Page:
Chromosomal diseases can be totally prevented by prenatal testing. Prenatal testing or genetic testing can provide information regarding the genetic makeup of the unborn child. Read on to know more about prenatal testing for chromosomal diseases.
Chromosomal diseases have terrific potential to render an adverse impact on the lives of the affected individuals and their families. They make the living of normal life near to impossible and therefore it is extremely essential that every attempt must be made to test the possibility of chromosomal diseases. Through prenatal
testing it is possible to derive information regarding their possibility in the unborn child and whether the chromosomal disorder will be passed on from the carrier to their offspring.
Why is Prenatal Testing for Chromosomal Diseases so Important?
Amongst half of all the abortions occurring within the first trimester of a pregnancy, chromosomal disorder is responsible. The condition is medically termed as conceptus, where about 8% or one in thirteen chromosomes is abnormal. It has also been found that 6 to 11% of the still births and neonatal deaths that occur are caused by chromosomal disorder. Amongst the affected fetuses who manage a life in this world, are actually born with a major congenital defect; this accounts for 34%. By the time the babies are 7-8 years, about 4% amongst them are discovered with a chromosomal defect. Therefore in order to ascertain the normal and healthy life of the unborn baby it is always desirable to chromosomal disease screening during the prenatal tests.
Here is Why the Testing is Important and What the Diseases Mean
As said earlier even in live birth, chromosomal abnormality is possible. If the mother happens to be in the late years of her reproductive age, she develops a condition called maternal meiotic non disjunction. This is likely to result in autosomal trisomies, a chromosomal disease. Then there is a possibility of numerical sex chromosome abnormality which is a follow through of either non-disjunction from either the maternal or paternal side.
Trisomy is another condition attributed to maternal meiosis I. Although this is not directly related to the age of the mother but is has been observed that with an advanced age the fetal aneuploidy enhances along with the possibility of meiotic errors. This is why along with the prenatal testing for chromosomal abnormalities; doctors suggest karyotype analysis and/or genetic amniocentesis as a part of regular screening.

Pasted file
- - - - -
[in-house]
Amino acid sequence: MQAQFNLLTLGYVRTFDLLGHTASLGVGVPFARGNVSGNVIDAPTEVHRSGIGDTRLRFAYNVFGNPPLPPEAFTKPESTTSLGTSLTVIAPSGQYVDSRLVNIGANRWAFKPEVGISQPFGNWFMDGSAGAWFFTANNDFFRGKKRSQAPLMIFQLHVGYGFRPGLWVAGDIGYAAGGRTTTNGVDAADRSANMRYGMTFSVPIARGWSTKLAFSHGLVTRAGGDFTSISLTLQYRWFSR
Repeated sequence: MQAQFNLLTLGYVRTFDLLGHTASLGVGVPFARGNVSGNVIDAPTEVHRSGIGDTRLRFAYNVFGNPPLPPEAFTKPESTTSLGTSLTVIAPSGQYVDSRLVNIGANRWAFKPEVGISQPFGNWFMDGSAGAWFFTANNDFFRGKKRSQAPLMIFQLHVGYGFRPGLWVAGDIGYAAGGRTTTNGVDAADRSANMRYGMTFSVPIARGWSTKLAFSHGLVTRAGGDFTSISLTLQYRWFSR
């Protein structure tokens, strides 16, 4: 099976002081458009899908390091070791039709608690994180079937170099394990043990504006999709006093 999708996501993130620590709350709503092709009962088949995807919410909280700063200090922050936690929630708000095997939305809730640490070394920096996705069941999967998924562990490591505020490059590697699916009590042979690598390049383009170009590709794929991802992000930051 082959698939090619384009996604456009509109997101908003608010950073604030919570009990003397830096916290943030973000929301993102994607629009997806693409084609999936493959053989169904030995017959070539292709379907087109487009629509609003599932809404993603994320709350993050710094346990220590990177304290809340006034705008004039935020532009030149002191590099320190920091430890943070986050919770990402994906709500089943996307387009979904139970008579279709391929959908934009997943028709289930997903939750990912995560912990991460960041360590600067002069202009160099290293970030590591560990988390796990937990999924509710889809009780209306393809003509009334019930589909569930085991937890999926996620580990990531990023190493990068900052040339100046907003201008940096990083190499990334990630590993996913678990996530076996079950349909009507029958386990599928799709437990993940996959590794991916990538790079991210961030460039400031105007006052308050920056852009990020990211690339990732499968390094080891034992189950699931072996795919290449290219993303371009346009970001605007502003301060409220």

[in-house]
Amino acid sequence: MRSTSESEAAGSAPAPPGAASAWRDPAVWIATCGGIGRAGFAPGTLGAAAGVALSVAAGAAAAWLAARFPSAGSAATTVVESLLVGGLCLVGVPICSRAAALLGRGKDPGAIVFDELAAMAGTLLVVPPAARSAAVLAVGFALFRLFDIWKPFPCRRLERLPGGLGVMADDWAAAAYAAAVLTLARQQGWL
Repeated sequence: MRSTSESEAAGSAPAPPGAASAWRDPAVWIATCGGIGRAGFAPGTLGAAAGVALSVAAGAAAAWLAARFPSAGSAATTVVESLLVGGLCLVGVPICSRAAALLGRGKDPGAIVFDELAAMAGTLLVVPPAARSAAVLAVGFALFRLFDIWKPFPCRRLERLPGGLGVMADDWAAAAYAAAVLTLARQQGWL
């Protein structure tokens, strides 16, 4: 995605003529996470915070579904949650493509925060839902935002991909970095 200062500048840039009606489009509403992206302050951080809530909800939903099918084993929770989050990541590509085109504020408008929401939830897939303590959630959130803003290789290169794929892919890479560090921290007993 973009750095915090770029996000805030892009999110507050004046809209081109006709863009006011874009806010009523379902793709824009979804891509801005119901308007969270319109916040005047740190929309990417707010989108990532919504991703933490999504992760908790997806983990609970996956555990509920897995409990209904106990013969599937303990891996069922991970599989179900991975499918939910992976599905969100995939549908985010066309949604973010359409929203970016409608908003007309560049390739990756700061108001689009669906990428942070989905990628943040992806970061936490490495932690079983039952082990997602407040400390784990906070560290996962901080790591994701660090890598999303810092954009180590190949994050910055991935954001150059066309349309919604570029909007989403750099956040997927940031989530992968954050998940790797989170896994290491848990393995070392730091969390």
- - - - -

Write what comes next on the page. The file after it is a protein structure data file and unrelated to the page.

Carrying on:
Sex Chromosome Abnormality
is another variant that is found to occur once is every 300-500 births. The condition is attributed to a chromosome error like 45, X; 47, XXY; 47, XXX; 47, XYY and is broadly known as mosaicism. This means that two or more cell populations of the individual have different karyotype. The root of this chromosome error can be both maternal and paternal and if the woman has a previous history of fetal XXX or XXY, prenatal testing is a must. A recurrent risk of another fetal trisomy can be effectively adjudged then.
Translocations and inversions are another type of chromosomal disorder. The reciprocal exchange of genetic material between two varieties of chromosomes that are nonhomologous is called translocation. In this process the arm of each chromosome breaks and the genetic material at the breakpoint gets exchanged. If the translocation is balanced no genetic material is lost or gained. But conditions characterized by infertility, early pregnancy loss happen when unbalanced gametes are formed even by a carrier of balanced translocation. A prenatal chromosomal testing can determine whether the fetus will develop as an aneuploid child due to this condition.
When the same chromosome breaks into two, inversions are caused. The segment between the break points gets inverted even before they get naturally repaired. This does not result in loss of genetic material but the gene sequence gets altered. This results in a potential chromosomal abnormality.